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reading tiger

RIP Suzanne Corson

My friend Suzanne Corson passed away suddenly last night.

I have no idea when I first met Suzanne. I've known her for at least 15 years. I might have met her during my On Our Backs period, or even before, but I got to know her through Black Books. We held a lot of events at her bookstore, Boadecia's Books in Kensington, and she quickly identified herself as One Of Us -- that is, kink-friendly, always a touchy issue when it came to women's bookstores. She was one of our staunchest supporters and I always loved hanging out with her.

Later, she became the last editor of On Our Backs before it folded, and we started running into each other at community events like the Good Vibrations holiday parties. We would bond over, well, the experience of working at OOB, let's just say, and over general community issues as well. And also books, because, you know, books.

Which reminds me that one of Suzanne's most special qualities was that she was kind without being that wishy-washy "nice" that minimizes strong feelings and trauma. I could confess my frustrations and conflicts to her and she would listen and nod and roll her eyes and scowl, and say something funny to acknowledge the frustration of whatever situation I was describing, and that would be enough, we'd move onto happier things.

Later she was, all too briefly, my co-worker at FriendFinder Networks. That was awesome. I worked with the best people there. Sparkly. Mollena. Suzanne. Jackie. Among many others. It was another crazy workplace, going through a crazy transition. (I was used to it: see OOB.) The people made it worth it in so many ways.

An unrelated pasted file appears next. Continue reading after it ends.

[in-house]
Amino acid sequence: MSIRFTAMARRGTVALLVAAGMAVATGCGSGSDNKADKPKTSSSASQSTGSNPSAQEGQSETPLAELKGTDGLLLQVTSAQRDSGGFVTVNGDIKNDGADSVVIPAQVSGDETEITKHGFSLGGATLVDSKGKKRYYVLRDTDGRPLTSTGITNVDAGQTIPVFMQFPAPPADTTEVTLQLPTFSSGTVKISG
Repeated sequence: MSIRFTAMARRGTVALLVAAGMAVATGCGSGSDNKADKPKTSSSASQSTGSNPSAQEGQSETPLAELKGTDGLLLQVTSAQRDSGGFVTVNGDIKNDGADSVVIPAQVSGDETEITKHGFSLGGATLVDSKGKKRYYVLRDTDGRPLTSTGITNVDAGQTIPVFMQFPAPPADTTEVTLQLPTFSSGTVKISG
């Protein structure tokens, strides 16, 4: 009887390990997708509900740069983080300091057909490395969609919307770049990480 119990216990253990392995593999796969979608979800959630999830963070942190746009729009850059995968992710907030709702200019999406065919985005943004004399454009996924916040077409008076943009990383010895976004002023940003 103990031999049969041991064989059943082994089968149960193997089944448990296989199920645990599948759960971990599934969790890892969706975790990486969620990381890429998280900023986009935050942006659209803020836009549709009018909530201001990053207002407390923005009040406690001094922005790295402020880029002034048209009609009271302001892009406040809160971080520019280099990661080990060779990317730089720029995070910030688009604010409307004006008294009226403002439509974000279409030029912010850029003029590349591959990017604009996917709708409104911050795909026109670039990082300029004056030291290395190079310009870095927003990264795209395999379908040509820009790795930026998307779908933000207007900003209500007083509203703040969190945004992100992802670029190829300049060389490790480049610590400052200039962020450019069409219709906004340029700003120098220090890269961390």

Later still, she hired me as a freelancer to write copy for FFN. I'm still doing that now -- it's my main source of income, such as it is, and it's been a lifesaver. Possibly literally. She'd just quit her position to move to Nevada to take care of her parents, and we hadn't really completed that handoff (the person she was supposed to hand me off to also gave notice this month). So in addition to my giant load of grief I have that selfish strain of panic "what do I do now?" underneath. I'm just noting it here, it's a small thing compared to the loss of such a really wonderful woman.

She liked to bring books for the kids. Once or twice she babysat, too -- she was on "the list." We were always trying to figure out how to see each other more.



What a heartbreaking post. Especially the part about having just moved to take care of her parents.
I'm sorry, she sounds wonderful, such a loss.
I am so sorry.
Condolences on your loss. Suddenness always punches extra-hard. Kind without wishy-washy nice is a lovely description.